An aggressive turnaround helped Petroleo Brasileiro SA post a record operating profit in the first quarter and move ahead of schedule in reducing a debt burden that is the largest of any major oil firm.
Petrobras, as the state-controlled company is known, reported net income of 4.449 billion reais ($1.42 billion), well above a consensus estimate of 3.773 billion reais, while improving cash flow and debt metrics. Petrobras lost a net 1.246 billion reais in the first quarter of 2016.
Moves to increase output in some offshore fields, sell non-essential assets and keep expenses in check yielded the firm’s best operating profit ever. Adjusted earnings before interest, taxes, depreciation and amortization (EBITDA) rose 19 percent to 25.254 billion reais, beating the consensus forecast by 1.38 billion reais.
Chief Executive Pedro Parente said the strong result was driven by recurring factors such as cost controls, putting Petrobras ahead of a timetable to reduce net debt to 2.5 times annual EBITDA by the end of next year, from a ratio of 3.2 at the end of March.
“If we get to 2.5 (times EBITDA) before the end of 2018, that doesn’t mean we’re going to stop (reducing debt),” Parente told journalists. “We want to keep cutting so we can lower our interest payments.”
A sharp drop in asset impairments also contributed to earnings as Petrobras moved on from a bribery scheme in which the book values of several projects were artificially inflated.
Free cash flow, the money left for holders of bonds and shares after operating and financial expenses, rose 12 percent from the fourth quarter to 13.368 billion reais.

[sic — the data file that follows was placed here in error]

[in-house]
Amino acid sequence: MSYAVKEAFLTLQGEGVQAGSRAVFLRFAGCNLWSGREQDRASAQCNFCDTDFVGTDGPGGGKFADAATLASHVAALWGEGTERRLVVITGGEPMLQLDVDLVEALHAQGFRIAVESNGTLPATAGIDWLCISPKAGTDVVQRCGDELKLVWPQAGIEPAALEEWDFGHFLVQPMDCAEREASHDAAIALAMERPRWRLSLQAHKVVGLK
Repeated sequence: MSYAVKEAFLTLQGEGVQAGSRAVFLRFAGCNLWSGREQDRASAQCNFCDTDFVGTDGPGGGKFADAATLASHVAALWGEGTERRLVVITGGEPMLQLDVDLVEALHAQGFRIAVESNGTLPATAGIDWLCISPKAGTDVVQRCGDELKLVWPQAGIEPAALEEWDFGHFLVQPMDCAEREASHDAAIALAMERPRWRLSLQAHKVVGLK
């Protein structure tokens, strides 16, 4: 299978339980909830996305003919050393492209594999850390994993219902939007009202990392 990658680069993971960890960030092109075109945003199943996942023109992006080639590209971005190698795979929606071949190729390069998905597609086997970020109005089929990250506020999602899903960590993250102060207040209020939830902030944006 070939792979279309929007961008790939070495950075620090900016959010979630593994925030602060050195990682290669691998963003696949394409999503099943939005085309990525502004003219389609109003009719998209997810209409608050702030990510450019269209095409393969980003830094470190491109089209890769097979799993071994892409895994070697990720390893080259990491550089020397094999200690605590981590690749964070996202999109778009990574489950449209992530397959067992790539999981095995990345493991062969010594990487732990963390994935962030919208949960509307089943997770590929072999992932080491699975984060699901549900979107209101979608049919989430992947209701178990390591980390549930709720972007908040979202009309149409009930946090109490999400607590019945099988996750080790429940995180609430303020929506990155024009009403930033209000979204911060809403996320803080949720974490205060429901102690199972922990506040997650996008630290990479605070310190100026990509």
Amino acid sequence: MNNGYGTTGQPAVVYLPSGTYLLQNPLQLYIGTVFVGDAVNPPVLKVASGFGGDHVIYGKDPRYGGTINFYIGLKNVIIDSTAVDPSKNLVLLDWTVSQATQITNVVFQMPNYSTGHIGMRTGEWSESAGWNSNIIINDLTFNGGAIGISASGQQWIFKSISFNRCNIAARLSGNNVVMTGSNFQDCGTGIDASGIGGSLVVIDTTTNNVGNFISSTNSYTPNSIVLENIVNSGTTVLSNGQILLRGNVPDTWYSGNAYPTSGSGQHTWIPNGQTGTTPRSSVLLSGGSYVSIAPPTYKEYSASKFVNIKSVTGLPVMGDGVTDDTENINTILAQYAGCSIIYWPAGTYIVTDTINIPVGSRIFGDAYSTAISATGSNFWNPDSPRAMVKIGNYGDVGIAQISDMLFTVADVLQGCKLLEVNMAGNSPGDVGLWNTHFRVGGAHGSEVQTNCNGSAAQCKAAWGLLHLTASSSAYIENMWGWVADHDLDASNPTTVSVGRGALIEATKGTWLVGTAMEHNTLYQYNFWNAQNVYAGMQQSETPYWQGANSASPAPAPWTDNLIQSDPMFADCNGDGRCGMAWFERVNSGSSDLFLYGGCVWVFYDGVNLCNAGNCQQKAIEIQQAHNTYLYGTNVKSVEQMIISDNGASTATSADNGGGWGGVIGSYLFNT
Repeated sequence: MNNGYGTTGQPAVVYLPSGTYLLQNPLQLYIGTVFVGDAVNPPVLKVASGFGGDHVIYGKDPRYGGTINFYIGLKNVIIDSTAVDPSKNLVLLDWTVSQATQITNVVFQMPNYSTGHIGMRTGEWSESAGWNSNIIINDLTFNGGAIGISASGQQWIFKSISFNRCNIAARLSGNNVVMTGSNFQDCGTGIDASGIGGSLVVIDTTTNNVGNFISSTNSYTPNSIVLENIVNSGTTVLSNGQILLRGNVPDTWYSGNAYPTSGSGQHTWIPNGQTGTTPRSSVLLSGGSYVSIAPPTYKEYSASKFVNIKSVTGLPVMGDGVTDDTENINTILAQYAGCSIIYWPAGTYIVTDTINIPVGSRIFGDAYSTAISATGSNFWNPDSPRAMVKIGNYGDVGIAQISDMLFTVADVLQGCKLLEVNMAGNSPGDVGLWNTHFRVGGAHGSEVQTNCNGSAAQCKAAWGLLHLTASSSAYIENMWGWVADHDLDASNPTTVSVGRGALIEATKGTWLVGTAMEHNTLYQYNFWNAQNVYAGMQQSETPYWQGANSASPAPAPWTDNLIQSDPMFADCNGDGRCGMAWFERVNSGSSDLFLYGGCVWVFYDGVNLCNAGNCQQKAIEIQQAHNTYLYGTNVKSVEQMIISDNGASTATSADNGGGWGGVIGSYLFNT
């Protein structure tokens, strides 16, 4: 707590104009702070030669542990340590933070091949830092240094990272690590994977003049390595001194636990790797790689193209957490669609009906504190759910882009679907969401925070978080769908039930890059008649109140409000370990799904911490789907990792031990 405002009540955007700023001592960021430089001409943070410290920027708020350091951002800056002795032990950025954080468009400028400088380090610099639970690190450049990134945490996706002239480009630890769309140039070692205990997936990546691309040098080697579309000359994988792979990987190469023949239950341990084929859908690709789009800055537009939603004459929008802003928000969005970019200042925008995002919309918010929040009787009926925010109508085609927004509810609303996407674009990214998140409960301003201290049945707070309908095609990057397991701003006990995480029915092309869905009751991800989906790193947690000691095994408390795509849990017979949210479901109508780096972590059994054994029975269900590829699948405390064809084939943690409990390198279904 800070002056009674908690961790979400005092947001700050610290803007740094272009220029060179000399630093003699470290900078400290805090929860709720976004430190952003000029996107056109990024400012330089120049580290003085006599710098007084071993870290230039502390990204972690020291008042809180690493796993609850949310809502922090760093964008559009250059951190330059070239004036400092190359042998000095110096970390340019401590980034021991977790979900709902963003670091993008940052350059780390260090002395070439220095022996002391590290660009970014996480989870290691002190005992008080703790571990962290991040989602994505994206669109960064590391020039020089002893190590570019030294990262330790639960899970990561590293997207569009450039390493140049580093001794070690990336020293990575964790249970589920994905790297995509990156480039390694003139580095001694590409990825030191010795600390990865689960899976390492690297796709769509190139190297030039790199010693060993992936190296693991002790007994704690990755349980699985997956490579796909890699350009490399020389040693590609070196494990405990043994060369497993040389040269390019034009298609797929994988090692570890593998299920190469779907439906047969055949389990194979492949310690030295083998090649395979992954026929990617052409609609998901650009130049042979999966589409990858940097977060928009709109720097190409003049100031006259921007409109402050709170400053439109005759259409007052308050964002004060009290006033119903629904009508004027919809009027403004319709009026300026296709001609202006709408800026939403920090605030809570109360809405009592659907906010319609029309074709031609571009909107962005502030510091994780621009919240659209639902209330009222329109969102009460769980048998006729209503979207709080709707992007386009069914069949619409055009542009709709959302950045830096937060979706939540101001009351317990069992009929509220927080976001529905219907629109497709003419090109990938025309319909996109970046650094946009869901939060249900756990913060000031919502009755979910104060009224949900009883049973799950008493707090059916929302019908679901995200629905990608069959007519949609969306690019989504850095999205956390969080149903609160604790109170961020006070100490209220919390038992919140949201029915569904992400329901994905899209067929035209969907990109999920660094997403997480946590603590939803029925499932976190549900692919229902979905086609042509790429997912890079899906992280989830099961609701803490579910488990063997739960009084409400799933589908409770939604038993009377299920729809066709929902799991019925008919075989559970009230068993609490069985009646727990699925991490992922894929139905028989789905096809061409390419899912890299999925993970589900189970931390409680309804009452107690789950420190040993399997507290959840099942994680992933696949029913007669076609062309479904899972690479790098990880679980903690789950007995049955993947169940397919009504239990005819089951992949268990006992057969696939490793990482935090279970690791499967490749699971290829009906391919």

“It was a strong beat across the board that brings about a tipping point for the case,” said Pedro Albuquerque, who runs the Cosmos Capital hedge fund and has a position in Petrobras. “Parente still has room to keep cutting costs, so margins look sustainable.”
Petrobras American depositary receipts were up 3.3 percent at $10.02 in after-hours trading.
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Parente said the sale of natural gas pipeline NTS, which generated 6.7 billion reais in the second quarter, also boosted the odds of paying dividends for the first time since 2014.
To be sure, Parente still faces challenges such as oil prices near decade lows, a corruption scandal that highlighted governance flaws, and losses incurred over many years because of government-mandated fuel subsidies and money-losing investments.
Net revenue slipped 3 percent from a year earlier to 68.365 billion reais, about 1 percent below the consensus estimate.